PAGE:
China remains resilient despite slow growth weighed down by Beijing’s anti-inflation drive and low global demand. Urbanization continues and stronger domestic consumption is providing support. Thursday’s factory sector strength showed emboldened China bears. Cynics who foresee a sudden economic slowdown may have underestimated Beijing’s quick reaction in reviving growth in case needed. Inflation is seen to ease later this year which lessens new monetary tightening measure requirements, said analysts. Economist Stephen Green expects policy to relax as price pressures become restrained. International financial markets and commodities demand may be hurt should China slowdown but global investors remain unnerved. The Chinese economy grew at an average yearly rate of 10% for the last 30 years.
Fears that China’s economy is weaning increased due to weak data but for now, the world’s 2nd largest economy indicates resilience. To market watchers, hard landing in China’s term is dip in quarterly GDP growth below 8% the threshold needed to create enough jobs that would guarantee social stability. During the 2008 global financial crisis that threatened a slump, Beijing announced a 4 trillion yuan ($600 billion) stimulus plan. Double-digit growth quickly resumed. Economists said it caused inflation and uncontrolled lending and property bubbles that imbalanced the economy further and is now weak against a current ‘soft patch’. In case of 6% inflation in June or July, policymakers may again consider stimulus to be controlled in the 2nd half of 2011.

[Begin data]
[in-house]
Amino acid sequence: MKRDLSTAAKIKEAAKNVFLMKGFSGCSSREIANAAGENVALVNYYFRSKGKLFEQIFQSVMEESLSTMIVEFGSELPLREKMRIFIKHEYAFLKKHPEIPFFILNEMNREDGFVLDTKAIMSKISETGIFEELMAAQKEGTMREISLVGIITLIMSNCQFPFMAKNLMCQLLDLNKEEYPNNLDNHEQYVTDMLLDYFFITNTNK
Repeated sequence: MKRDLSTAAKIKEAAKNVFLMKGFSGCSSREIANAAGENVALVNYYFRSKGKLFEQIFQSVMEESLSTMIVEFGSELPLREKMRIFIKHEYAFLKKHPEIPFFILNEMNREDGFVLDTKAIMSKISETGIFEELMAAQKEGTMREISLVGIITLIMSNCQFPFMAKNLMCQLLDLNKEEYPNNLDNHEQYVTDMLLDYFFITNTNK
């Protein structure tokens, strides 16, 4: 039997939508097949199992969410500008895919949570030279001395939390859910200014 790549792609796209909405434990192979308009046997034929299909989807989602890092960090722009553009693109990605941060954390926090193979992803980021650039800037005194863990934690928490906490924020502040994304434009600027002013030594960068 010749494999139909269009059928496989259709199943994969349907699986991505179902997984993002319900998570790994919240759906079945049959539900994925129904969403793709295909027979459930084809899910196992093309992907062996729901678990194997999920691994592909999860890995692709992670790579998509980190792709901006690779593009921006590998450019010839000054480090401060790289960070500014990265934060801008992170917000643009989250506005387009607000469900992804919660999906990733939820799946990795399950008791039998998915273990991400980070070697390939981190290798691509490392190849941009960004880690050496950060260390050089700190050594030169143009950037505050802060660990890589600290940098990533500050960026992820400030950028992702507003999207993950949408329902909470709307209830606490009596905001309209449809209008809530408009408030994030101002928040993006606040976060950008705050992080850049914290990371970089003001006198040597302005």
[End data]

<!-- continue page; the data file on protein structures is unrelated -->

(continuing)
Economist Dong Tao said should hard landing threaten, expect fiscal stimulus rescue instead of monetary easing. Providing funding to policy housing and speeding up infrastructure projects would be the easy options, he said. China said it plans to build and upgrade 36 million cheap homes between now and 2015. Most economists remain positive and expect a 2nd quarter GDP growth of over 9%, same percentage for full-year. Beijing is really aiming for gentle growth easing and economist Kevin Lai said the slowdown is essentially part of the deal to reduce excesses and control inflation. U.S. economist Nouriel Roubini said because of over-investment, after 2013, China may deal with a meaningful probability of a hard landing. Investment is already 50% of China’s GDP.
Despite risks, there is no indication that China will explode. The country has managed to avoid crash predictions. ING’s Asia research head Tim Condon said China typically grows out of them, making good loans, the good loans finance the bad loans and eventually they write off the bad loans. Economist Andy Xie argued that there are no debt issues for Chinese households and most bank loans went to government projects. He said when a borrower is in technical default, it usually doesnt lead to asset seizure followed by liquidation, which is the cause of a hard landing. Usually, the government owns both lender and borrower and debt rescheduling is almost automatic. While money supply grows, it will be spent and turned into demand, added Xie. Still, analysts say China has to reduce its dependence on investment and exports and opt for financial reorganization to avoid risks.